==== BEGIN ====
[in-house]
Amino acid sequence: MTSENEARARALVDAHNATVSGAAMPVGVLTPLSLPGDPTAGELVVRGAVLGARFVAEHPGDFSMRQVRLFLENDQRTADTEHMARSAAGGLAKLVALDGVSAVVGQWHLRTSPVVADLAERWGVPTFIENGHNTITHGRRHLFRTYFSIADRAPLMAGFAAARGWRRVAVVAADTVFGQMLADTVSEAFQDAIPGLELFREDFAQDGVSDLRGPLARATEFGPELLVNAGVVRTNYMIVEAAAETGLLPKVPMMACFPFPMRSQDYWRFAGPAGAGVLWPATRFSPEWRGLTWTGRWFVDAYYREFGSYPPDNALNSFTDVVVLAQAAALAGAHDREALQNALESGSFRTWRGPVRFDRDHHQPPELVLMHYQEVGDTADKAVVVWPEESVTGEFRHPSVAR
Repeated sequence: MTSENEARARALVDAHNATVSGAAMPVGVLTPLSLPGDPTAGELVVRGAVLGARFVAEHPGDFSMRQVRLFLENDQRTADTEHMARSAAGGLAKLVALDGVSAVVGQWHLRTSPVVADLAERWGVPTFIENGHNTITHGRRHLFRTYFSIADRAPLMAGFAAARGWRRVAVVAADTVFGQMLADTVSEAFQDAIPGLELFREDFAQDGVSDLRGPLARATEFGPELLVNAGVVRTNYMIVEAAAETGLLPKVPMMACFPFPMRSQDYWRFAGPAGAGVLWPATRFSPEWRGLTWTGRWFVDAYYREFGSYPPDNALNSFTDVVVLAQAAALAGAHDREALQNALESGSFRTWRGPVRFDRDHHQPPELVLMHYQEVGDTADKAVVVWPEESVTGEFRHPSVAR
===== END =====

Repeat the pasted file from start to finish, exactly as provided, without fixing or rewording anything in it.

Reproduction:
[in-house]
Amino acid sequence: MTSENEARARALVDAHNATVSGAAMPVGVLTPLSLPGDPTAGELVVRGAVLGARFVAEHPGDFSMRQVRLFLENDQRTADTEHMARSAAGGLAKLVALDGVSAVVGQWHLRTSPVVADLAERWGVPTFIENGHNTITHGRRHLFRTYFSIADRAPLMAGFAAARGWRRVAVVAADTVFGQMLADTVSEAFQDAIPGLELFREDFAQDGVSDLRGPLARATEFGPELLVNAGVVRTNYMIVEAAAETGLLPKVPMMACFPFPMRSQDYWRFAGPAGAGVLWPATRFSPEWRGLTWTGRWFVDAYYREFGSYPPDNALNSFTDVVVLAQAAALAGAHDREALQNALESGSFRTWRGPVRFDRDHHQPPELVLMHYQEVGDTADKAVVVWPEESVTGEFRHPSVAR
Repeated sequence: MTSENEARARALVDAHNATVSGAAMPVGVLTPLSLPGDPTAGELVVRGAVLGARFVAEHPGDFSMRQVRLFLENDQRTADTEHMARSAAGGLAKLVALDGVSAVVGQWHLRTSPVVADLAERWGVPTFIENGHNTITHGRRHLFRTYFSIADRAPLMAGFAAARGWRRVAVVAADTVFGQMLADTVSEAFQDAIPGLELFREDFAQDGVSDLRGPLARATEFGPELLVNAGVVRTNYMIVEAAAETGLLPKVPMMACFPFPMRSQDYWRFAGPAGAGVLWPATRFSPEWRGLTWTGRWFVDAYYREFGSYPPDNALNSFTDVVVLAQAAALAGAHDREALQNALESGSFRTWRGPVRFDRDHHQPPELVLMHYQEVGDTADKAVVVWPEESVTGEFRHPSVAR